Asian And All-American: A Political Star Rises In N.Y.

Jul 1, 2012
Originally published on July 1, 2012 11:58 am

Earlier this week, Taiwanese-American attorney Grace Meng won the Democratic primary for New York's newly redrawn 6th Congressional District. She says she thinks of herself as an all-American kid, even if others didn't always see her that way.

"Growing up as a kid in Queens, there weren't really many Asians at all," Meng says. "I remember one day, my mom gave me dumplings to bring to school, and people were all like, 'What is that?'"

Meng says she would have preferred peanut butter and jelly.

Nowadays, on the streets of her district in Flushing, Queens, she's treated like a rock star. If Meng wins the general election in November, she'll become New York City's first Asian-American member of Congress.

The Growing Population

The Asian-American community has grown by more than 30 percent in New York State — and 30 percent in the city, says Steven Choi of the nonprofit Minkwon Center for Community Action in Queens.

"That's actually more than four times the growth rate of Latinos, for example, in New York City," he says. "They are [a] real force to be reckoned with, both in the community sphere and also the political sphere."

Meng decisively defeated two Democratic primary candidates who reflected the longstanding political makeup of Queens. One was a Jewish state legislator, the other an Irish-Catholic City Council member.

The district she's running in leans Democratic, and she holds a massive fundraising advantage. But the general election between Meng and Republican City Council Member man Dan Halloran is still seen as competitive.

A Larger Community

Meng, whose family arrived in America in the late 1970s, is part of the growing number of native-born Asian-Americans who straddle the immigrant and mainstream worlds.

"I'm proud to be an Asian-American, but I'm just as proud to be a woman [and] I'm just as proud to be a parent," Meng says. "Those are all big components in my life."

This week's primary results show that Meng has been able to appeal to people outside of her Asian-American base. She won with 51 percent of the vote. Whites and Asians each represent close to 40 percent of the district's population, with Latinos accounting for the remaining 20 percent.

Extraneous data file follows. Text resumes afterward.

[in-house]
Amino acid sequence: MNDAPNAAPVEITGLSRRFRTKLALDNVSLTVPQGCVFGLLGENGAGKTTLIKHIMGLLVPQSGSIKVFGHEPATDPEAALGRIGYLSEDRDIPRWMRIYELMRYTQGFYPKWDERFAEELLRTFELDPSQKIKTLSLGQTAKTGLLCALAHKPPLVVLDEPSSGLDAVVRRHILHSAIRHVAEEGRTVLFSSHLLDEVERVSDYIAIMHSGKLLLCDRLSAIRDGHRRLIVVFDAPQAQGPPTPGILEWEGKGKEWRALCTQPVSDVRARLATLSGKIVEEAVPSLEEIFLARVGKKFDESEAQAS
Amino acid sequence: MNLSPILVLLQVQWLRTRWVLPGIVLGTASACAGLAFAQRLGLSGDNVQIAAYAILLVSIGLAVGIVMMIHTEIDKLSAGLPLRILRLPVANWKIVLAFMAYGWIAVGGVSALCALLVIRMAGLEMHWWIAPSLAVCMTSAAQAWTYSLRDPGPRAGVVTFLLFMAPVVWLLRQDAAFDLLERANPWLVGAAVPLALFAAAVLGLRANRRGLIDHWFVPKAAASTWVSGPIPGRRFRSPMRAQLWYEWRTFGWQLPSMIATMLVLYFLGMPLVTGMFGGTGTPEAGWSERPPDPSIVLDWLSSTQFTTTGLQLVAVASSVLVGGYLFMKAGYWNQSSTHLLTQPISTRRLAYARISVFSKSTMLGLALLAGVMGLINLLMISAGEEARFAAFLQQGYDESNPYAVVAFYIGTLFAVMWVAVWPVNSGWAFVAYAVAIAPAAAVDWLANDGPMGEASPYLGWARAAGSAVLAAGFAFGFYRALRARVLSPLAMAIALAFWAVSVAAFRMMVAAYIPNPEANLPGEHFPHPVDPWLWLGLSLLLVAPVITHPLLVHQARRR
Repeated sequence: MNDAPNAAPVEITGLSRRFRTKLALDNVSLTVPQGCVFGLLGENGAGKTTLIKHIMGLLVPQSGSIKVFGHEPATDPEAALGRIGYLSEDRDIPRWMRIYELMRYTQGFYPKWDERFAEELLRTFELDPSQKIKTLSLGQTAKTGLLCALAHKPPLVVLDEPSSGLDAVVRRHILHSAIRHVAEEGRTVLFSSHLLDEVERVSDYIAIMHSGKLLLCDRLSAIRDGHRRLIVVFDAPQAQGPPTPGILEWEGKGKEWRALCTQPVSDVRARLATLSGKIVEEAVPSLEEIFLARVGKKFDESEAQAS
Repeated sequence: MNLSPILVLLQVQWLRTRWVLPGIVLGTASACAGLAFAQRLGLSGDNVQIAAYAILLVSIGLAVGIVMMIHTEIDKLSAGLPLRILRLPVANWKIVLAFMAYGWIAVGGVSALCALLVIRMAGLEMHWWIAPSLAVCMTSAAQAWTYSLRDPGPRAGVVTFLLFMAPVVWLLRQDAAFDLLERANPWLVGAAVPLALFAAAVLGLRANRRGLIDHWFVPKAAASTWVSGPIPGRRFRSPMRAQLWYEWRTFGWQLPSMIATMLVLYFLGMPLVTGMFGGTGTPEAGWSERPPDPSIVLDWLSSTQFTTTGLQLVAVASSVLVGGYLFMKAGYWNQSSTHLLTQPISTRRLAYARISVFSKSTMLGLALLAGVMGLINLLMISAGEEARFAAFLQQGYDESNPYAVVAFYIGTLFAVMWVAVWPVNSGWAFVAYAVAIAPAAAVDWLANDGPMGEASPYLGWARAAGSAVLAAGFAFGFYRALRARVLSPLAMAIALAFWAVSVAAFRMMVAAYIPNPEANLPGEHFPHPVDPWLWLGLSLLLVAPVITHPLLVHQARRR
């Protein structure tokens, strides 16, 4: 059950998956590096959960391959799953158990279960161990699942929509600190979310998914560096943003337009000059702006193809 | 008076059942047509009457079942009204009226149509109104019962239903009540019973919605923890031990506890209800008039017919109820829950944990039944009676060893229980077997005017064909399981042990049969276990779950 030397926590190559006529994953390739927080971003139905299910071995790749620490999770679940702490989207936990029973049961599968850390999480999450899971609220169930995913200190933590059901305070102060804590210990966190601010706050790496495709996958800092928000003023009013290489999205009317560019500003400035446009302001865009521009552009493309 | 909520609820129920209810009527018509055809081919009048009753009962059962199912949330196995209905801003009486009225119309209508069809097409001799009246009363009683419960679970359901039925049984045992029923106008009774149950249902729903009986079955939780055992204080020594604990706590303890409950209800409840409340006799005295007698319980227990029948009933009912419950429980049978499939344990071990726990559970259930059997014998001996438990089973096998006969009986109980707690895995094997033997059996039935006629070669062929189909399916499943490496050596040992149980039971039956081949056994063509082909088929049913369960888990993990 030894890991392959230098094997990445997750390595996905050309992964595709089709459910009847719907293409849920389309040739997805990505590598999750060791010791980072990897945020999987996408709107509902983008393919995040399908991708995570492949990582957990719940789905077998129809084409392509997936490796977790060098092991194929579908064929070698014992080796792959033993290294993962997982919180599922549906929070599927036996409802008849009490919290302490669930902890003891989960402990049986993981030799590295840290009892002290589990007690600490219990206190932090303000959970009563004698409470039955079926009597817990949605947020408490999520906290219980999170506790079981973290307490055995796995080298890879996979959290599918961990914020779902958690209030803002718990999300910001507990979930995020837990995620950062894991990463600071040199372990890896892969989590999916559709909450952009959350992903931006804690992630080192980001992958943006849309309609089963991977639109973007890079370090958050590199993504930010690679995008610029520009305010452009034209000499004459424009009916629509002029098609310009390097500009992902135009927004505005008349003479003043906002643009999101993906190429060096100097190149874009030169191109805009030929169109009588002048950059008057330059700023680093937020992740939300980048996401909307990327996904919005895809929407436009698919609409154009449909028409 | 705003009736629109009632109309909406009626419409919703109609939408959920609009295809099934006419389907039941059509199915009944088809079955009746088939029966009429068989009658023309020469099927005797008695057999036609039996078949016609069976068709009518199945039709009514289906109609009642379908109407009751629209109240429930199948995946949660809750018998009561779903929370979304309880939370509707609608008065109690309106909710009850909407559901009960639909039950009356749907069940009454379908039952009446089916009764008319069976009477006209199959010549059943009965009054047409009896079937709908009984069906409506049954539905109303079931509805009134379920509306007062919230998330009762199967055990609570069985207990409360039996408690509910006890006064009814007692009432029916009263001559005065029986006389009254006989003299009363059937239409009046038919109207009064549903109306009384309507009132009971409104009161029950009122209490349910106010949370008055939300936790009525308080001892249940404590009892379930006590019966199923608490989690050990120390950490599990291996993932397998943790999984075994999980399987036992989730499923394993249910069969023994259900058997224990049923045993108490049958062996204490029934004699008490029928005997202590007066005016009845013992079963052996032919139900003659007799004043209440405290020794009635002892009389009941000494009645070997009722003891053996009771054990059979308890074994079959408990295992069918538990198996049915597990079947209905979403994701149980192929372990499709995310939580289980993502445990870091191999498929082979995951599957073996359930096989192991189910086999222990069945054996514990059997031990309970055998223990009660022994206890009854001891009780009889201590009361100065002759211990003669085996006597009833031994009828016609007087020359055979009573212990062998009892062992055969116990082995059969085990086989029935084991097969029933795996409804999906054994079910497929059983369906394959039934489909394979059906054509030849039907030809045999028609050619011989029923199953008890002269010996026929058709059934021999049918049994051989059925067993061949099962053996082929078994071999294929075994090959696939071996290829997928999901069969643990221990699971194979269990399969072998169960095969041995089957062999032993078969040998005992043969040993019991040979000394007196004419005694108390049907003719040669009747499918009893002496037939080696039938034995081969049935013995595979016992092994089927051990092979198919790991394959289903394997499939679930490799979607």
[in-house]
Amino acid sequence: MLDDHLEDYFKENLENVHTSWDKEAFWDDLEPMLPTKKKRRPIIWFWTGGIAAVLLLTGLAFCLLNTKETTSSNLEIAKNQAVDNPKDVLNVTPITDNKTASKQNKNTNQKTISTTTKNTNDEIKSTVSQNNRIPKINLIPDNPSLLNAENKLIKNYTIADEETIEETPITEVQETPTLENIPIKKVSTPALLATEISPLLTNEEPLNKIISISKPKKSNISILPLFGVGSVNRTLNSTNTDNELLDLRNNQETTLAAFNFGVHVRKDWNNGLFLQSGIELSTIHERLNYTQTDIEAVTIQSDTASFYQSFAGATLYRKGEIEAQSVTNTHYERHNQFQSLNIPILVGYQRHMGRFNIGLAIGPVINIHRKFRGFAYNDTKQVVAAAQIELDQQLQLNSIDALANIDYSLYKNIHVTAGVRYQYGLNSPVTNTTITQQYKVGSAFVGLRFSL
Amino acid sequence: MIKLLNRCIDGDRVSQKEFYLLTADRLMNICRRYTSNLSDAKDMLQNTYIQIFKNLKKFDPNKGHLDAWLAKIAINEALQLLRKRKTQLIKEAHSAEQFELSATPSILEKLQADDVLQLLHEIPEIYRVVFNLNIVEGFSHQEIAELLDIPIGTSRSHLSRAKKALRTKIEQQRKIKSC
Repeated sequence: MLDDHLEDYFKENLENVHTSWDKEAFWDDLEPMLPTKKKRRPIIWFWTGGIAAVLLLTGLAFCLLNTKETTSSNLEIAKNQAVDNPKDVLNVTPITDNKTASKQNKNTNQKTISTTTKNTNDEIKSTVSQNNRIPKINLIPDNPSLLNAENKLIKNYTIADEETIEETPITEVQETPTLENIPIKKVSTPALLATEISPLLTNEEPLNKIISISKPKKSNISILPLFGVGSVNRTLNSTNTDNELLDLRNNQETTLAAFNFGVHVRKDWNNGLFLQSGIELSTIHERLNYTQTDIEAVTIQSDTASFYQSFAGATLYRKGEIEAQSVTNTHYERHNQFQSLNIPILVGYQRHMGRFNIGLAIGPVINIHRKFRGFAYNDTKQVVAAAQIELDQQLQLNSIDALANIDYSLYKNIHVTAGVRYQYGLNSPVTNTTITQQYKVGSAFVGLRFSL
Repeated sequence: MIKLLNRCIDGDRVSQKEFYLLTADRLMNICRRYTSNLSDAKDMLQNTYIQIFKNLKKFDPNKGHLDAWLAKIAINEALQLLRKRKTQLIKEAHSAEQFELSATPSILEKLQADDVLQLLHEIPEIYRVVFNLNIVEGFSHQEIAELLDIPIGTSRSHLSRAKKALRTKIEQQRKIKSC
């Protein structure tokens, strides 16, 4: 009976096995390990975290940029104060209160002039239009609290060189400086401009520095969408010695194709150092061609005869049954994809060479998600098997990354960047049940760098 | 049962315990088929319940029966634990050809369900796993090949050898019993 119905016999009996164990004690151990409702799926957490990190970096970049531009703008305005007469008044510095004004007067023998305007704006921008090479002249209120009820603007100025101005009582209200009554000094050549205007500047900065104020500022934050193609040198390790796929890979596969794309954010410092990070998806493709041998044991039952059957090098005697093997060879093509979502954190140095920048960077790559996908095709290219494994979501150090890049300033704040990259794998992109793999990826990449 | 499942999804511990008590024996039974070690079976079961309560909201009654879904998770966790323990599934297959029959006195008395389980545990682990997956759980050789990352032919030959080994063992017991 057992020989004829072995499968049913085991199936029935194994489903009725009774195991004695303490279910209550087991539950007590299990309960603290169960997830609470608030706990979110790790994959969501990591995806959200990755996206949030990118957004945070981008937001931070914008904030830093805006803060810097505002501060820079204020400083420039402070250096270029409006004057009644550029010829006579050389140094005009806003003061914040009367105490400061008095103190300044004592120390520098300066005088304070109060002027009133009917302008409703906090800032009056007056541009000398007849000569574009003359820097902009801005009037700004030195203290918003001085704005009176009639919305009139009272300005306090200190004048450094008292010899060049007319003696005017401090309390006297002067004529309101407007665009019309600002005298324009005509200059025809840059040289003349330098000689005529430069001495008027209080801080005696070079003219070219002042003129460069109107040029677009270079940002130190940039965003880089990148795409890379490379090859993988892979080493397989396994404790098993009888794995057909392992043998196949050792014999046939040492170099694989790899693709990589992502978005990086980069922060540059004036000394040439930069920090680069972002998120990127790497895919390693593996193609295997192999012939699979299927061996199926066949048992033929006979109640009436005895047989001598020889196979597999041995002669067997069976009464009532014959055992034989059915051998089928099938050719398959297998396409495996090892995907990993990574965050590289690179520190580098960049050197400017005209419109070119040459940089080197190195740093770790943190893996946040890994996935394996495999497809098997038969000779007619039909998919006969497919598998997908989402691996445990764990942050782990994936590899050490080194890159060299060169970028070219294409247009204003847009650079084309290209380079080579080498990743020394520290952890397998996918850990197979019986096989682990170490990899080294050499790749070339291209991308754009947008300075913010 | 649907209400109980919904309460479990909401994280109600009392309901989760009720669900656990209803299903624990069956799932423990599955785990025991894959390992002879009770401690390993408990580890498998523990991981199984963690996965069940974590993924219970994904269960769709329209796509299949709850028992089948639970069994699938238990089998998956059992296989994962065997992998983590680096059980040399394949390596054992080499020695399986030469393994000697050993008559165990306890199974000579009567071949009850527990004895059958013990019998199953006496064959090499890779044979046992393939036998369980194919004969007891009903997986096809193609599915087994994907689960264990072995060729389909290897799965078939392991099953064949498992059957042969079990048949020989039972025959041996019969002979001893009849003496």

"This was an important win for our shared priorities and our shared understanding," she says. "What's different about all of us here in Queens is nothing compared to what we all have in common."

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Transcript

DAVID GREENE, HOST:

And let's hear now about someone who could soon be making political history. Earlier this week, Taiwanese-American attorney Grace Meng won the Democratic primary for New York's newly redrawn 6th Congressional District. She trounced her competition. If Meng wins the general election in November, she'll become the first Asian-American member of New York's congressional delegation. WNYC's Colby Hamilton reports.

COLBY HAMILTON, BYLINE: Grace Meng thinks of herself as an all-American kid, even if others didn't always see her that way.

ASSEMBLYWOMAN GRACE MENG: Growing up as a kid in Queens, there were not many Asians at all. I remember one day my mom gave me dumplings to bring to school, and people were all like what is that? What is that? I was like, oh, mom, why'd you give me dumplings today? I just wanted peanut butter and jelly.

Good morning, my name is Grace Meng, running for Congress. Have a great day.

HAMILTON: Nowadays, on the streets of her district in Flushing, Queens, she's treated like a rock star.

UNIDENTIFIED MAN: (Mandarin spoken)

HAMILTON: As she campaigned recently, two supporters approached her and told her - in Mandarin - to 'add oil' - translates roughly to Go Grace Go. If Meng wins in November, she'd be the first Asian-American New Yorker elected to federal office.

STEVEN CHOI: The Asian American community has grown tremendously. They are a real force to be reckoned with, both in the community sphere and also in the political sphere.

HAMILTON: That's Steven Choi. He's the executive director for the MinKwon Center for Community Action, a non-profit organization in Queens that serves the growing Asian community.

CHOI: The Asian American community - specifically in New York - has grown by more than 30 percent in the state and 30 percent in the city. That's actually more than four times the growth rate of Latinos, for example, in New York City.

HAMILTON: Meng decisively defeated two Democratic primary candidates who reflected the longstanding political makeup of Queens. One was a Jewish state legislator, the other an Irish Catholic city council member. The district she's running in leans Democratic and she currently holds a massive fundraising advantage. But the general election between Meng and Republican City Councilman Dan Halloran is still seen as competitive. Grace Meng's family arrived in America in the late '70s. She's part of the growing number of native-born Asian Americans who straddle the immigrant and mainstream worlds.

MENG: I'm proud to be an Asian-American, but I'm just as proud to be a woman. I'm just as proud to be a parent. You know, those are all big components in my life.

CROWD: We want Grace. We want Grace. We want Grace...

HAMILTON: This week's primary results show that Meng's been able to appeal to people outside of her Asian-American base. She won with 51 percent of the vote. Whites and Asians each represent close to 40 percent of the district's population, with Latinos accounting for the remaining 20 percent.

MENG: This was an important win for our shared priorities and our shared understanding that what's different about all of us here in Queens is nothing compared to what we all have in common.

(SOUNDBITE OF CHEERING)

HAMILTON: Spoken like an all-American politician. For NPR News, I'm Colby Hamilton in New York. Transcript provided by NPR, Copyright NPR.